We’re family and we love each other

When Jesus then saw His mother, and the disciple whom He loved standing nearby, He said to His mother, “Woman, behold, your son!” Then He said to the disciple, “Behold, your mother!” From that hour the disciple took her into his own household.

John 19:26-17

I think these words from John are some of the most precious in Scripture.  I think they give account of Jesus coming and flipping the conventional way of doing things on its head.  In these two verses I think we’re told, “You have this idea of what family is, but I’m dying and changing the way things work, and your idea of how family works now needs to get a whole lot bigger.”

It was not uncommon for blood-relations to take in those who were widowed or whose sons had died, and after Jesus’ death common practice would have been for Mary to live with a relative.  From the cross, however, Jesus tells John, “the disciple whom He loved” to care for His mother.  To the people of His time, this was radical – because John wasn’t family.  But, to Jesus John had become family, adopted in as God’s Son because John followed Him.  And this trumped any connection shared by blood or marriage.

It’s no wonder I love these verses so much.  I know what it’s like to be not-family family.  I know what it’s like to have house keys to home’s where mail doesn’t come addressed to me.  I know what it’s like to be invited to birthday dinners for parents who aren’t mine, and I know what it’s like to have Christmas stockings at houses that  I didn’t open Christmas presents at as a kid.  I know what it’s like to have a triple chocolate amaretto cake made especially for me every year on my birthday, by the hands of someone who really loves that I was born.  I know what it’s like to be called “aunt” to kids whose moms have walked me through some of the ugliest and most beautiful parts of life.  And at the end of the day, I think this is the stuff that “family” is made of.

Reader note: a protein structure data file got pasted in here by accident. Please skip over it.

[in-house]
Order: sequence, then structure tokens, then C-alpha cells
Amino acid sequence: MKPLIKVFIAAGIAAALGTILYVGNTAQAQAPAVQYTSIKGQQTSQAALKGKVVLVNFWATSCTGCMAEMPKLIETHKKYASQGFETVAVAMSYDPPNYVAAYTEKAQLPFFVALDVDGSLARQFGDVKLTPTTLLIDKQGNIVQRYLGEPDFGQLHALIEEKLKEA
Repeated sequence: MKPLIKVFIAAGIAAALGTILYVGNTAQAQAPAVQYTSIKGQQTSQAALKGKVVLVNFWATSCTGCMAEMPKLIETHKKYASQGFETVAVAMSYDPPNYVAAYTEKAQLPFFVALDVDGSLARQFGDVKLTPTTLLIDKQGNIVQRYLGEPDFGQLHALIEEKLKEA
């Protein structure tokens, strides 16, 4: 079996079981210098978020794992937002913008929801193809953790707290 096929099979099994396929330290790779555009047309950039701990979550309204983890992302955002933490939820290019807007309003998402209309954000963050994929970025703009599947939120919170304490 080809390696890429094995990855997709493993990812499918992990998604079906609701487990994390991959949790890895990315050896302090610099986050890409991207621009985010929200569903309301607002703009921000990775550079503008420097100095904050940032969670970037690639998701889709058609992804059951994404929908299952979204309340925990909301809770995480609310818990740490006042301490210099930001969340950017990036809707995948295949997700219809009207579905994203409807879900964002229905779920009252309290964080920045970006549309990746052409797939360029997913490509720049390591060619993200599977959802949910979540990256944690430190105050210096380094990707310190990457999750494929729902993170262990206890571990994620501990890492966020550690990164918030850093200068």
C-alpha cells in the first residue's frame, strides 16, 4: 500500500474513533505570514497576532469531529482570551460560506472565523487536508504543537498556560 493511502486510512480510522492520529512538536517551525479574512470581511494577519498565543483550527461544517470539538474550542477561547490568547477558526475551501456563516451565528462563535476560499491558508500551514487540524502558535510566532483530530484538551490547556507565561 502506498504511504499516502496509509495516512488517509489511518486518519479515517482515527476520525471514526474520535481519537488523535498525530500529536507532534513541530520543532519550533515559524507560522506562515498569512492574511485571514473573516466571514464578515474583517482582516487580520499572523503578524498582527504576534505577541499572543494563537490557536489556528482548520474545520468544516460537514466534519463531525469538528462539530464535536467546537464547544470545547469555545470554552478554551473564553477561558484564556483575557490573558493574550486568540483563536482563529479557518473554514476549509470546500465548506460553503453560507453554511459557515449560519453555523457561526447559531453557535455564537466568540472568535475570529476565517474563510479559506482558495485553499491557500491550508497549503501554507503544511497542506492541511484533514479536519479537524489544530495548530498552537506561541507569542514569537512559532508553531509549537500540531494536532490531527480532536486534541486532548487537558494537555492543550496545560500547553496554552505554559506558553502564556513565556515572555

We're a little unconventional

But, it’s not a message that I often hear in Church, and this is frustrating to me.  I hear sermons from the pulpit about marriage and raising kids, and about how God is honored in a special way when you’re a good partner to someone and a good mom to someone else.  I never hear messages about how to be single well.  I’ve been taught about Ephesians 5, about how husbands are to love their wives and wives are supposed to submit to their husbands, but those ideas all fall a little flat when I’m aware that 1 Corinthians 7 says that it’s good to remain single, but I’m not hearing one word about that.  I’ve heard sermons about parenting and the joys that come with raising kids, and I may quit going to Church all together if one more person says to me, “Shame on you!” when I don’t volunteer to help with VBS again.  When these things happen, when I’m chastised for not plugging into children’s ministry or when I’m hearing sermons that put one way of living on pedestal (marriage) and ignore altogether the goodness of doing life another way (single), what I’m being taught by the evangelical church is that being married and having kids is the key to a “good” Christian life.  What I’m being taught is the conventional ideas of “family” are paramount, and I’m marginalized because I don’t fit.